Your request for a promotion has been rejected and you’re disappointed. Although your bosses praised your performance and hard work, they implied that there weren’t enough funds to raise your salary – but you’re suspicious.
After work, you moan to your colleague about the situation and they’re sympathetic. Although you just want them to listen to your frustration, they tell you to look on the bright side and point out that others have it worse than you, including those who have lost jobs during the pandemic. They’re trying to put things into perspective to make you feel better, but you end up feeling worse. Not only do you still feel frustrated, you feel guilty about the frustration too.
While we rely on others to get us through tough periods, we can often find ourselves falling victim to toxic positivity. But what is it and why is it so detrimental to our wellbeing?
Toxic positivity can come in the form of advice from someone else who invalidates your feelings when you’re feeling low, or stops you from feeling justified about your response to a situation. Without meaning to, they may make light of your experience and leave you with guilt over feeling angry, sad or irritated. Toxic positivity is also the notion that any type of negative emotion is bad, and we shouldn't feel it.
Watch: 'Toxic positivity' on the rise. What is it and why is it harmful?
“At some point in our lives, we’ve all hit setbacks. We’ve all known the sting of disappointment,” says Kelly Feehan, service director at the wellbeing charity CABA.
“It might be a redundancy, the breakdown of a relationship or even the loss of a loved one. But when these moments strike, our first reaction is nearly always one of sorrow, frustration or even grief. It’s also likely that in those moments, many of us will have been encouraged to look at things through a positive lens.”
When facing redundancy, you might have been told that at least you have your health. With a break-up, a friend may have told you that everything happens for a reason. Although these comments are often well-intentioned, more often than not, it can make you feel worse.
“Sometimes you just want to feel sad or angry. But you’ll be endlessly encouraged to push those feelings down and feel positive instead,” says Feehan. “This attitude – this perception that to feel negative emotions is, itself, a bad thing – is known as toxic positivity.”
Occasionally, seeing things from a different perspective can help to contextualise a problem. But when your feelings are fresh and raw, being told to be optimistic isn’t helpful.
“There are certainly benefits to being an optimist, and when facing tragedy or disappointment, the long-term goal is surely to overcome it and return to a more positive state of mind. But toxic positivity takes this to the extreme,” Feehan explains.
“We’re not talking about simply stressing the importance of optimism. Toxic positivity is where we minimise and deny any trace of negative human emotion, anything that isn't strictly positive.”
Watch: How leaders can harness empathy to lead change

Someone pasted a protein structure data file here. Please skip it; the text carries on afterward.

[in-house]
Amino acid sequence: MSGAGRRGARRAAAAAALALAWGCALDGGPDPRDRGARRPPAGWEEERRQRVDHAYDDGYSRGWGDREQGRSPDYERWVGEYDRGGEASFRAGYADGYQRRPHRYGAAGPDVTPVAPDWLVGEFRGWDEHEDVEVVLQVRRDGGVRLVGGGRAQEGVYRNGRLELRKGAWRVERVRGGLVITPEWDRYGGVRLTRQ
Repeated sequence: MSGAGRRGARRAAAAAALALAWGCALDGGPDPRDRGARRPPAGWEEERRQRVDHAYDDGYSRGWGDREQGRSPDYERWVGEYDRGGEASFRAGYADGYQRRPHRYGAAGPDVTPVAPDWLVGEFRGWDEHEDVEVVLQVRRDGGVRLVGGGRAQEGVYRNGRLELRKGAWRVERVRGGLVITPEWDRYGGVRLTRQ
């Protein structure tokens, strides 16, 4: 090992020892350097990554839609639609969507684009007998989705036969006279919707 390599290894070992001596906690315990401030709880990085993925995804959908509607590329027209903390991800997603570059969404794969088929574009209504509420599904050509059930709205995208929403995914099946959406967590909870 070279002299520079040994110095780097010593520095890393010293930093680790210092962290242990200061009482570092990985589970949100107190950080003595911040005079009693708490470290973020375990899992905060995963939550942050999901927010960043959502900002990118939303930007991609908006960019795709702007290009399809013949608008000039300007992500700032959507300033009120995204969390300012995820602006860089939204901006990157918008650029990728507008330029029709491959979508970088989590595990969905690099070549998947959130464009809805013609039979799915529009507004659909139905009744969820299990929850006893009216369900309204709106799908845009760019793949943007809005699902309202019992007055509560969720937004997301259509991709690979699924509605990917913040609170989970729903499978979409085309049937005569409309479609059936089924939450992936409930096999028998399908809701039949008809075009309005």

In difficult moments when we feel low, we often just want to share how we feel and be supported in those feelings. People want to be listened to and feel validated in their experience, rather than feeling dismissed or misunderstood.
And toxic positivity can have a seriously detrimental impact on our wellbeing, making us feel guilty and invalidated, as well as encouraging people to hide their true feelings and emotions. It promotes a ‘good vibes only’ sentiment which can lead people to feel like they have to bottle up and ‘get over’ problems, rather than work through them with support.
It can be really unpleasant to be on the receiving end of toxic positivity, but there are steps you can take to deal with your feelings in a healthier way.
“Perhaps the most important thing is not to deny your negative emotions. Burying negative feelings can be damaging in the long-term, but when accepted and managed, they can provide important information, some of which can even help to inform beneficial changes in your life,” says Feehan.
“Following that train of thought, don’t be afraid to push back. If you’re receiving some advice from a friend or family member that – however well-intentioned it might be – is making you feel worse, be honest with them,” she adds. This doesn’t necessarily mean being confrontational, but just explaining that you need them to listen and be supportive, rather than feeling pressured to show platitudes.
Finally, be mindful of where you’re looking for support. Following ‘positive’ social media accounts can seem quite an appealing way of coping with negative feelings, but they can actually end up being harmful in their own right. Uplifting quotes can often oversimplify problems, which isn’t useful.
“If looking at this sort of ‘uplifting’ content leaves you with a sense of shame or guilt, it could very well be due to toxic positivity,” says Feehan. “If this sounds familiar, consider limiting your social media consumption and try instead to have open, honest conversations with people that you trust.”
Watch: How to answer difficult interview questions